Behavior of failed bonded interfaces under in vitro cariogenic challenge
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SourceDental Materials, 32, 5, (2016), pp. 668-75
Article / Letter to editor
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SubjectRadboudumc 10: Reconstructive and regenerative medicine RIHS: Radboud Institute for Health Sciences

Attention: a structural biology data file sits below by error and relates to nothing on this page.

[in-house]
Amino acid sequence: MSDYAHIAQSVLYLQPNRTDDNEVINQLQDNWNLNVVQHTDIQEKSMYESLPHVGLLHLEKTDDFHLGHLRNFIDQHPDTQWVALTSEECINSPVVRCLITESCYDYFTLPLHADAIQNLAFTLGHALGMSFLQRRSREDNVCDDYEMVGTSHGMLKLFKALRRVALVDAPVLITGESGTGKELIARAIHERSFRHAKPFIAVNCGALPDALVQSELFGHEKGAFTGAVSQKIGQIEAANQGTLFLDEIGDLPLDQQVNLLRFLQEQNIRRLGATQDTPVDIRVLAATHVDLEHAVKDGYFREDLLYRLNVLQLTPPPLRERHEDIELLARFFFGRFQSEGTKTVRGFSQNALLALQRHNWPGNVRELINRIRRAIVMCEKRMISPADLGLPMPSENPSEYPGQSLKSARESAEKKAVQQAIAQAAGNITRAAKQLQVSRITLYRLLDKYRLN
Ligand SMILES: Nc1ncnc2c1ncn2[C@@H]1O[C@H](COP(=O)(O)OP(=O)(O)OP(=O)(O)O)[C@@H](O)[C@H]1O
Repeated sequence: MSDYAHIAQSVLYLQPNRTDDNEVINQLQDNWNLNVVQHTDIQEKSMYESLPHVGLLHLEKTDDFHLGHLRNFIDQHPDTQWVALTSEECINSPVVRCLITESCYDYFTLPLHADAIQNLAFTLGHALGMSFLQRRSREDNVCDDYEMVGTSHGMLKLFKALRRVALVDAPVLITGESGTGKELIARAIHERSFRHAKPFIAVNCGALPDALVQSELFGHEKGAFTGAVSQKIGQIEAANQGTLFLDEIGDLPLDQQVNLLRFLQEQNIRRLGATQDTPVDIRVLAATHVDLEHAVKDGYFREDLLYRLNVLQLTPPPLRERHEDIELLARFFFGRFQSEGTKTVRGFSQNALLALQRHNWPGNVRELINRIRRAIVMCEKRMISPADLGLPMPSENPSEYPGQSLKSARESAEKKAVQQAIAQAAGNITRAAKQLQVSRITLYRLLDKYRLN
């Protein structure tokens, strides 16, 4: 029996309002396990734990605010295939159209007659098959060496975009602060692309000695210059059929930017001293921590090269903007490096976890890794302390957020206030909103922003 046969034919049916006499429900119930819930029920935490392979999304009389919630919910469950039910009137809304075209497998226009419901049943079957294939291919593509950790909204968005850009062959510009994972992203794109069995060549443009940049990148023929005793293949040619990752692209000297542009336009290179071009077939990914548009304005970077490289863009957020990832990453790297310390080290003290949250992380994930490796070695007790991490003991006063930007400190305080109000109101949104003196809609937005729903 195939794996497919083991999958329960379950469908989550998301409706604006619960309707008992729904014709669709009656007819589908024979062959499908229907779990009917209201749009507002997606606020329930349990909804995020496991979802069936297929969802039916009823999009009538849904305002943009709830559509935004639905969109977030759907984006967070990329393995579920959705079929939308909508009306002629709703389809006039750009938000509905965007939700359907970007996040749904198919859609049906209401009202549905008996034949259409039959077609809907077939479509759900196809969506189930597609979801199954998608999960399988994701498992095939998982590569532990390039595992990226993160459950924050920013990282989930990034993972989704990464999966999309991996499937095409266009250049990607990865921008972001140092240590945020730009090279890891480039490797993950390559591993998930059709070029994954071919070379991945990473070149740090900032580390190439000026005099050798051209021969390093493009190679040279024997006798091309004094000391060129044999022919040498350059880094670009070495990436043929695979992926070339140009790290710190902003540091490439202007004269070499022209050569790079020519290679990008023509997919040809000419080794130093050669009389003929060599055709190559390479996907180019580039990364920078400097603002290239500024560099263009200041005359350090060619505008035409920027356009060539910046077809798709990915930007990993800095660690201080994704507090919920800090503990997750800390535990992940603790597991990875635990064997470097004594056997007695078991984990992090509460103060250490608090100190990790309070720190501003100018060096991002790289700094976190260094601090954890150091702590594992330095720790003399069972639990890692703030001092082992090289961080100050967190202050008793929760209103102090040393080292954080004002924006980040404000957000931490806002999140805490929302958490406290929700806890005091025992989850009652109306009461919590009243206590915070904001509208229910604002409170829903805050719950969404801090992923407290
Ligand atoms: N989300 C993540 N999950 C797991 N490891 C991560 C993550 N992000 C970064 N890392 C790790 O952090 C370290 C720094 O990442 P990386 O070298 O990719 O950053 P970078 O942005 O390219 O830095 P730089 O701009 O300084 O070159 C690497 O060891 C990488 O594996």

OBJECTIVE: This in vitro study aimed to compare dentin wall caries development at different composite-dentin interfaces. METHODS: Dentin samples (10.4mm(2)) were restored with composite resin using two adhesive systems (etch-and-rinse and self-etch techniques). Different composite-dentin interfaces with gaps were produced: (a) failed bonded, which were fractured at interface after being submitted to aging protocols (no aging, mechanical loading or water storage); (b) non-bonded interfaces, both without any adhesive material or with adhesive material applied only on the dentin. Adhesively fractured and non-bonded samples were subjected to a lactic acid gel (pH=5) caries model with a continuous opening/closing movement of the interfacial gap for 10 days. Transverse wavelength-independent microradiographs were taken, and lesion depth and mineral loss were measured. Data were analyzed with linear mixed-effects regression models. RESULTS: Caries development differed among the composite-dentin interfaces (p<0.001). The non-bonded interface with adhesive material on the dentin showed less lesion depth than the failed bonded groups, while the non-bonded interface without adhesive on dentin showed the deepest wall lesions. Difference between the adhesive systems was observed only in the non-bonded groups (p=0.003), with the self-etch adhesive applied on the dentin showing more severe lesions. Samples broken after mechanical loading aging showed deeper lesions than those broken after water storage (p<0.001). SIGNIFICANCE: Composite-dentin interfaces failed after aging presented different demineralization from interfaces that were never bonded, indicating that the restorative treatment changes the tissue in a way relevant to secondary caries development.
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